Cassava stalks were obtained from the Asaba cassava mill located in the Delta State of Nigeria. The urea-formaldehyde adhesive used as a binder was obtained from the Chemical Engineering Laboratory, University of Benin, Edo State, Nigeria. The cassava stalks were milled using a hammer mill and then sifted using standard sieves to obtain particles in the size range 0.85-2.0 mm. The milled cassava stalks were transferred into hot water at a constant temperature of 85 °C to extract inhibitory sugar compounds such as glucose, hemicelluloses and lignin.3 This extraction was done in order to ensure proper setting of the boards. The extracted materials were separately air dried to attain approximately 12% moisture content before use.

Particle board formation and testing

The milled cassava stalks were mixed thoroughly with the urea-formaldehyde adhesive based on the experimental design specified in Table 1 until a uniform lump-free matrix was obtained. After mixing, the material was put in a mat-forming box, with dimensions 0.35 mx0.35 mx0.006 m. A manual press machine was used to make a pre-pressing at 0.78 x106 N/m2. The box was then put in a hydraulic press and the boards were made by using an 8-min press closing time at a pressure of 1.23 x106 N/m2. The mat-forming box was covered with a polythene sheet prior to board formation to prevent the boards from sticking onto the box.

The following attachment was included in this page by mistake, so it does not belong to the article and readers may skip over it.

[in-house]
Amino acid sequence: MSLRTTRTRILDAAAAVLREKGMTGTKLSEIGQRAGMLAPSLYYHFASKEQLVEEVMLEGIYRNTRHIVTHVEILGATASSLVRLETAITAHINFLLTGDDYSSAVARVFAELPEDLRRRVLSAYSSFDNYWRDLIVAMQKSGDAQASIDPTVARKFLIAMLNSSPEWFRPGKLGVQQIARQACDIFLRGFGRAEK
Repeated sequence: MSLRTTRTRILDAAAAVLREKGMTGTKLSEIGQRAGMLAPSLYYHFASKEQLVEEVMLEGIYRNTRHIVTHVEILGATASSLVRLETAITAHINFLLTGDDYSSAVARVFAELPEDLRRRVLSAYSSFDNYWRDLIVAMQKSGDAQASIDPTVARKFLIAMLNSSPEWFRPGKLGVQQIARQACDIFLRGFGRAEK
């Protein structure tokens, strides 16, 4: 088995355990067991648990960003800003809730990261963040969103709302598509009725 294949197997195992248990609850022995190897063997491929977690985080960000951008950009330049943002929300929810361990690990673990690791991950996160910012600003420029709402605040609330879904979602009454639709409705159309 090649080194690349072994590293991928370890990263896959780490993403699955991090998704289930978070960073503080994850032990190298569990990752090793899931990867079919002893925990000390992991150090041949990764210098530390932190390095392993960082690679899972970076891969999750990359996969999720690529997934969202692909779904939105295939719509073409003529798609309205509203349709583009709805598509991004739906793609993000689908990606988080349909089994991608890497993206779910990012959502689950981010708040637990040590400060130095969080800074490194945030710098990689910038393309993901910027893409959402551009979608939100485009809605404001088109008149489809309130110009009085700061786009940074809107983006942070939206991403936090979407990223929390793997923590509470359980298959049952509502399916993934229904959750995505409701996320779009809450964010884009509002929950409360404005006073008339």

The nominal dimensions and density of the boards produced were 0.35 mx0.35 mx0.006 m and 1000 kg/m3, respectively. Three boards were produced for each treatment. About 20 mm of the edge of each board was trimmed off the samples using a buzz saw. The boards were subsequently put in a climatisation chamber at a temperature of 20±2 °C and a relative humidity of 65±2% for 21 days. They were thereafter subjected to physical tests - thickness swelling and water absorption tests - and mechanical tests - modulus of rupture and modulus of elasticity tests - in accordance with the procedures stipulated in ASTM D1037 and DIN 52362, respectively.23,24

Statistical analysis

The experimental design used in this work was a 3 x 1 factorial experiment in completely randomised design resulting in three treatments as shown in Table 1. The factors considered were material type (cassava stalks) and adhesive-cassava stalk ratio (by mass) (2:1, 2.5:1 and 3:1). The following properties were evaluated: water absorption after 24 h, thickness swelling after 24 h, modulus of elasticity and modulus of rupture. An analysis of variance (ANOVA) was performed and a 5% probability level was used to test the significance of treatment means.

 

Results and discussion